Around 1,500 students are currently studying at the Jagadguru Rambhadracharya Handicapped University that offers courses in Social Work, Music, Fine Arts and other courses.
Enthusiastic teachers, innovative teaching methods and keen students at JRHU offer a great deal of life lessons for the more privileged
There is nothing unusual in a teacher standing in front of a classroom lecturing eager students. But Manish Kumar’s classroom is slightly different. This visually impaired teacher stands with great pride, while delivering a lecture to his students, all of whom are visually and physically challenged, in a university which is specifically for the less-abled.
Located in Chitrakoot, the Jagadguru Rambhadracharya Handicapped University, or JRHU for short, is a living embodiment of just what the less-abled can do if given a chance. In fact, the ‘can do’ attitude of the staff here has impressed the government and the HRD Minister Prakash Javadekar is considering granting it Central University status soon.
Kumar is a good example of this ‘can do’ attitude. He is just 28, but his work gives hope to his students that they too can become a somebody, someday. His unique teaching method is something that sighted or ‘normal’ teachers could possibly learn from.
“I use various teaching methods. I am a visually disabled person, I cannot write on the blackboard. So, I make use of the projector to teach a particular concept that needs details. I also use audio mediums to connect with the visually disabled,” he says.
Kumar is not alone. Many other teachers (some of whom are challenged) come to work daily. Students here are just as keen, some of whom have come from far-flung villages in UP, and even neighbouring Madhya Pradesh, to learn. School staffers here say that currently there are 1,500 students learning from a choice of 15 courses offered here.
Apart from the regular B.Ed degree, some of the courses include Social Work, Music, Fine Arts and other special training courses. Teachers say that those who have hearing disabilities opt for courses in Fine Arts and Computers, while the visually disabled choose courses like Music. The B.Ed is, of course, common to all students.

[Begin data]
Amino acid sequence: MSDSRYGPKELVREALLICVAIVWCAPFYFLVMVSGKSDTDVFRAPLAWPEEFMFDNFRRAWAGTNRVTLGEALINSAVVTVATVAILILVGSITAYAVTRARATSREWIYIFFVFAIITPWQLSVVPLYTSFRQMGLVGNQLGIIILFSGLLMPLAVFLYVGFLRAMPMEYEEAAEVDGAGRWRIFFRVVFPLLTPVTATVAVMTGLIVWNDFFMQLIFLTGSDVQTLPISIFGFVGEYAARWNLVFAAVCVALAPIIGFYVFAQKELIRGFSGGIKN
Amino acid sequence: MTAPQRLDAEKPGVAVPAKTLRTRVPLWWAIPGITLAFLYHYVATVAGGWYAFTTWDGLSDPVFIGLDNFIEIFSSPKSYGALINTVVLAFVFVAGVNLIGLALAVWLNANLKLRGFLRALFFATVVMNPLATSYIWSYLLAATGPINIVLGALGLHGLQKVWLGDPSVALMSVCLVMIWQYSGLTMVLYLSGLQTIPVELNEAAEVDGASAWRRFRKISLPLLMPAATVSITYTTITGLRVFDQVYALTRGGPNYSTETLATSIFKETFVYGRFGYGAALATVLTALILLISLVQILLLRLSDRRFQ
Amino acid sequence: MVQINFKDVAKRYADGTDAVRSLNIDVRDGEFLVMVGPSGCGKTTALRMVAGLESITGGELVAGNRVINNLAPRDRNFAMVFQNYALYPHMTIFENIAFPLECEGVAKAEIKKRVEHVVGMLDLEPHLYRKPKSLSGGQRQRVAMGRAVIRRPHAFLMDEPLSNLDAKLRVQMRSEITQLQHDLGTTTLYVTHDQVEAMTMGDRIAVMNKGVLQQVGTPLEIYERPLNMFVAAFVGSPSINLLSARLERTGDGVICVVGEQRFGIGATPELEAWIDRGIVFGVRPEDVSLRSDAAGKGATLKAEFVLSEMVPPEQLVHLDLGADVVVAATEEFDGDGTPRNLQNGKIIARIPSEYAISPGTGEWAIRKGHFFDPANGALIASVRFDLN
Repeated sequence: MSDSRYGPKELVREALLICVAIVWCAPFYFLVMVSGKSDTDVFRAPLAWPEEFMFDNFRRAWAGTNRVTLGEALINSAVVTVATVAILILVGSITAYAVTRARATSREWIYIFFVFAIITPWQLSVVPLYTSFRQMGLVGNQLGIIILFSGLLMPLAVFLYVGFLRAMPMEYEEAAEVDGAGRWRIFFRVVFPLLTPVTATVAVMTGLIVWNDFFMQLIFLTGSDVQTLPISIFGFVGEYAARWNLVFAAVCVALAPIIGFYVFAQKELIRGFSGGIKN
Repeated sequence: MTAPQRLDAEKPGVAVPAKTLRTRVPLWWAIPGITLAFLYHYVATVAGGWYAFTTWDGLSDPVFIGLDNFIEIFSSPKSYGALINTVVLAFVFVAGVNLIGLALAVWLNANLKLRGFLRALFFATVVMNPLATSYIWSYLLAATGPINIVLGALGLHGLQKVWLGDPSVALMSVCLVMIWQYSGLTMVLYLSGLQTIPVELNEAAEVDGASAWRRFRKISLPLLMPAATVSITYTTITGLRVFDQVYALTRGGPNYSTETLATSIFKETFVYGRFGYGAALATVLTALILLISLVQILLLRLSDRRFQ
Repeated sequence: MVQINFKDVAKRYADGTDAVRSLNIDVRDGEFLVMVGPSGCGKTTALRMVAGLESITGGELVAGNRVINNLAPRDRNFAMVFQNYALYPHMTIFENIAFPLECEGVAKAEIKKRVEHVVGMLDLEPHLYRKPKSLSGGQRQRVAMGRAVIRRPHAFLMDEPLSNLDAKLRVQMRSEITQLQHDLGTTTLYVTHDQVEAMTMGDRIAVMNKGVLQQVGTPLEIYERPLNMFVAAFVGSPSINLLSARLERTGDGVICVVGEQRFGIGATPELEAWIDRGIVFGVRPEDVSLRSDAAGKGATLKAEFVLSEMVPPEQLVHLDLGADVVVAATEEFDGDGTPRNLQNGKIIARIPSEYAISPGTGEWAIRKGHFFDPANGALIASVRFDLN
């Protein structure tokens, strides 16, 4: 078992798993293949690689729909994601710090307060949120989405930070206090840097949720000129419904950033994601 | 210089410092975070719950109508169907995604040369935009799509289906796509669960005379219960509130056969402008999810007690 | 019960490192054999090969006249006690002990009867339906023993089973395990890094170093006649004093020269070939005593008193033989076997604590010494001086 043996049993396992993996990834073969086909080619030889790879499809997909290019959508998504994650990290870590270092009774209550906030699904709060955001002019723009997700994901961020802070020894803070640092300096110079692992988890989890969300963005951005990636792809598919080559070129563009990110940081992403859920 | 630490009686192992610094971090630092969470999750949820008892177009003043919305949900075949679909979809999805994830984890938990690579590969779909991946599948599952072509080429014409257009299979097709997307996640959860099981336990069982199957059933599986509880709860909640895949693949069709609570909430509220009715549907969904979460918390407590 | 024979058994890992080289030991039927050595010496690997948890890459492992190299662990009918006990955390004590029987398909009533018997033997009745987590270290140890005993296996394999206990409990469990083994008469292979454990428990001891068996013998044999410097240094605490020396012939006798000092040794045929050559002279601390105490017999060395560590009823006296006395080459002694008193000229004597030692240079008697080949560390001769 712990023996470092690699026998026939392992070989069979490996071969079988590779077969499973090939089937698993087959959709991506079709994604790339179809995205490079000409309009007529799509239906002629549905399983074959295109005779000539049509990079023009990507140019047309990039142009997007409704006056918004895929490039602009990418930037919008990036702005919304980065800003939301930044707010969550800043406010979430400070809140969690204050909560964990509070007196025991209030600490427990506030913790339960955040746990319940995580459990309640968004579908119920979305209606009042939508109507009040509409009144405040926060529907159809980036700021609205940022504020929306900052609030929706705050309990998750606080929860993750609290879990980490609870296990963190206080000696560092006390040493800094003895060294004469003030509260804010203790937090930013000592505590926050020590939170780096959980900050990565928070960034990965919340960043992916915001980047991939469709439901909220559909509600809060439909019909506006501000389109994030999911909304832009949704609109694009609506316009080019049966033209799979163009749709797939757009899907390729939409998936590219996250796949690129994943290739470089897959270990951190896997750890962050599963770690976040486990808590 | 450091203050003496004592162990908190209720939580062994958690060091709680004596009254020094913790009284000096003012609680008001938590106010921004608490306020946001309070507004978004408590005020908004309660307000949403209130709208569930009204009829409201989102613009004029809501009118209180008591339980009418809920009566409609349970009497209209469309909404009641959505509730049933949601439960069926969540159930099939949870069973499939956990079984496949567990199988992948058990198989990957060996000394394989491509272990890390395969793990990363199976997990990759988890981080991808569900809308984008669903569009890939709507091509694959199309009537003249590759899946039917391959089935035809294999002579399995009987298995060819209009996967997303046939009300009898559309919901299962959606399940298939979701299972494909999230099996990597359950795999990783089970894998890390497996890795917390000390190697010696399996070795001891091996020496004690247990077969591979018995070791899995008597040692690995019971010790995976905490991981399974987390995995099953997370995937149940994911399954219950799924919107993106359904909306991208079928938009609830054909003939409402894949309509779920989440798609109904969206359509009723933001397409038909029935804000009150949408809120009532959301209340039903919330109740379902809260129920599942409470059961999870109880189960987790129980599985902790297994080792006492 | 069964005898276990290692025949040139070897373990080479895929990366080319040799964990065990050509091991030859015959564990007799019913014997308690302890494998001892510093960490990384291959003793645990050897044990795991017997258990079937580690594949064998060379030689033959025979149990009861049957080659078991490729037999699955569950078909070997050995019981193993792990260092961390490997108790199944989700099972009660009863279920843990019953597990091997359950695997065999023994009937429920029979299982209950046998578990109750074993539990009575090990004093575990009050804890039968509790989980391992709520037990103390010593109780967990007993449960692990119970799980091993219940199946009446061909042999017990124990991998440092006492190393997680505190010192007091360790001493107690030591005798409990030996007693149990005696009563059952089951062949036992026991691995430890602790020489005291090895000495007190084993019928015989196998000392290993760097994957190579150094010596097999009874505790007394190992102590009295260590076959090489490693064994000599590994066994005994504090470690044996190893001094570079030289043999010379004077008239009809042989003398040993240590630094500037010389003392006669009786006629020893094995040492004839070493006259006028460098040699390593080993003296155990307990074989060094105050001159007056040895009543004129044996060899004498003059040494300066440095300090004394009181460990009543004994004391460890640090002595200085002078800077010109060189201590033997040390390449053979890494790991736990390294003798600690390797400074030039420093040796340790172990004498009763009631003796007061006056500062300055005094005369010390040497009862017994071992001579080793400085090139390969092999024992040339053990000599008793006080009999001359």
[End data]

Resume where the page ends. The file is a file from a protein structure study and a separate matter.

How different is it to teach the physically challenged as compared to ‘normal’ students? Gopal Mishra, a professor who teaches Music at this university says “When you teach students with a disability you have to be extra-sensitive to understand their feelings. In short, you need to be completely involved with them. In my case, when I teach visually disabled students, they can only hear me, so if my tone changes, they assume I am getting angry with them. I have to constantly reassure them that this is not the case”.
Most of the students live on-campus. There are two hostels — one for boys and one for girls. And despite their individual challenges these students find solace in helping each other. Botla Yadav, a 19-year-old physically challenged student can vouch for that. “I am from Badhoni village in UP, and I am pursuing my BA here. I have made good friends in the hostel and they help me in moving around the campus,” shares Yadav, as she casually walks around the campus with her two friends.
Basic facilities like tri-cycles, hearing aids, and other amenities are provided to the students free of cost. Faculty members feel there is still a lot of scope for improvement. “We can expect better things if the university gets Central University status,” Mishra says.
And Mishra’s wish just might be coming true soon. A team of University Grants Commission (UGC) officials visited the university early in November to review the facilities for granting Central University status to the institution. Commenting on the visit, HRD Minister Prakash Javadekar said. “A team of UGC officials visited the Campus and had given me a positive feedback on the university. I am also positive that we can grant it Central University status soon.”
By: KRITIKA SHARMA Chitrakoot, UP , DNA